What is the little engine that could about
The Little Engine That Could by Watty PiperWhen I was seven, my Mom used to read to us from this little book.
It was one of many books scattered atop our bright red plastic-‘n-steel tabletop, and she was cataloguing them for her new Public Library!
It was a bright red-letter year for us kids, too, that year - a real Book Bonanza.
And THIS was the way she encouraged stick-to-it-iveness in us lazy, dozy kids - with books like this: ‘I THINK I can! I THINK I can!’
Just like the relentless chugging of a pint-sized locomotive!
Well, I KNEW about steam locomotives in those days.
Dad used to take me down to the central Roundhouse back then to watch ‘em. The huge wheel would turn the engine around 180 degrees so it could face back out towards the station - and start a new trip...
Well, THIS little locomotive thought it could make its trip if it told itself it COULD do it hard enough.
And, when it got really chugging away, Mom would read, ‘I KNOW I can! I KNOW I can!’
AND the little locomotive was, of course, ultimately successful.
But that was my mom for you!
I remember one night at that same kitchen table four years later, when she was studying for her finals prior to receiving her Master’s Degree in Library Science - with an excruciating migraine.
She made like the little engine again, only THIS TIME she was SINGING, in spite of her pain:
ONE MORE RIVER
AND THAT’S THE RIVER JORDAN!
ONE MORE RIVER
AND THAT’S THE RIVER TO CROSS!
Because she KNEW she could make it.
The day she received her diploma was a bright, warm spring day in Montreal.
The proud dignitaries and even prouder McGill graduates were there in full regalia.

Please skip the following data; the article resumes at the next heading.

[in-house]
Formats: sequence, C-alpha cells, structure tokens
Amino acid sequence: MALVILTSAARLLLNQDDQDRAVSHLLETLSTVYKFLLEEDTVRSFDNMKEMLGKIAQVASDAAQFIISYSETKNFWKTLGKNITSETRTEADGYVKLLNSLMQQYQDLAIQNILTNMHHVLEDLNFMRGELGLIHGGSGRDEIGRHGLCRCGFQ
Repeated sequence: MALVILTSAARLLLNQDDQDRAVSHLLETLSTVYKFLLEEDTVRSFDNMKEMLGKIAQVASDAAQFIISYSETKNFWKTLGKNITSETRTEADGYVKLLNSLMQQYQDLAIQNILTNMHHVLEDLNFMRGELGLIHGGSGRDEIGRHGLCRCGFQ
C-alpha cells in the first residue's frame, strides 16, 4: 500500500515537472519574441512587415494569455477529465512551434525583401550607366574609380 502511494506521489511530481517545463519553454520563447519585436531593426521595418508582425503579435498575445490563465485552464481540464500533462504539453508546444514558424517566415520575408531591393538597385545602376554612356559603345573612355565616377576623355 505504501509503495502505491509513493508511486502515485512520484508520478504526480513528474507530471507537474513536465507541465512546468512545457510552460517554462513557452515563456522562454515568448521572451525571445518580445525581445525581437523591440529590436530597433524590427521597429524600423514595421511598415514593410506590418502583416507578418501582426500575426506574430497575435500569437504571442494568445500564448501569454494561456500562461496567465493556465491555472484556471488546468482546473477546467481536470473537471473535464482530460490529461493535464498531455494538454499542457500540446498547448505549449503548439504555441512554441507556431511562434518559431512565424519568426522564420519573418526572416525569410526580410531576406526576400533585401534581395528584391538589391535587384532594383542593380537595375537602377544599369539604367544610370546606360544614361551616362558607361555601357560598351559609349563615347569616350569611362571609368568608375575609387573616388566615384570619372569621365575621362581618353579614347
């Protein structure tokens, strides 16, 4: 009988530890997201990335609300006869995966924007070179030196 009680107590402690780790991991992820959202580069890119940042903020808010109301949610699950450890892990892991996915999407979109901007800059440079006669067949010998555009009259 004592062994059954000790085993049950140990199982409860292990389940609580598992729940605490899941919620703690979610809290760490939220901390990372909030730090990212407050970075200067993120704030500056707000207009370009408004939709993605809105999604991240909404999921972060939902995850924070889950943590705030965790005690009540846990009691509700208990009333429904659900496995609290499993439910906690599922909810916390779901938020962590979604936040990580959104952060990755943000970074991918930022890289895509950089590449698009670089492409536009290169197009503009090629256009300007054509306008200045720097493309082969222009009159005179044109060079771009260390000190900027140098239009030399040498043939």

But perhaps proudest of all, decked out in our Sunday best, were my Dad and us three little kids...
For our Mom had done it - just like she had promised!
The Little Engine That Could-Full Movie
The Little Engine That Could
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The story is used to teach children the value of optimism and hard work. The story's signature phrases such as "I think I can" first occurred in print in a article in a Swedish journal. Charles S. A brief version of the tale appeared under the title Thinking One Can in , in Wellspring for Young People , a Sunday school publication. Bragg, a teacher, but she "took no credit for originating the story". Arnold Munk was born in Hungary, and as a child, moved with his family to the United States, settling in Chicago.
A train breaks down and the toys it is carrying will not get over the mountain to the boys and girls by the morning. Every train engine, big and small, passes it by until the littlest engine agrees to help. We live in a world where people have a wide multitude of opinions, political, social,and moral. What makes them have these opinions, and are they always entitled to them? In The Little Engine That Could a train carrying toys and treats for good boys and girls breaks down. Three train engines decide to not help, each for their own reasons.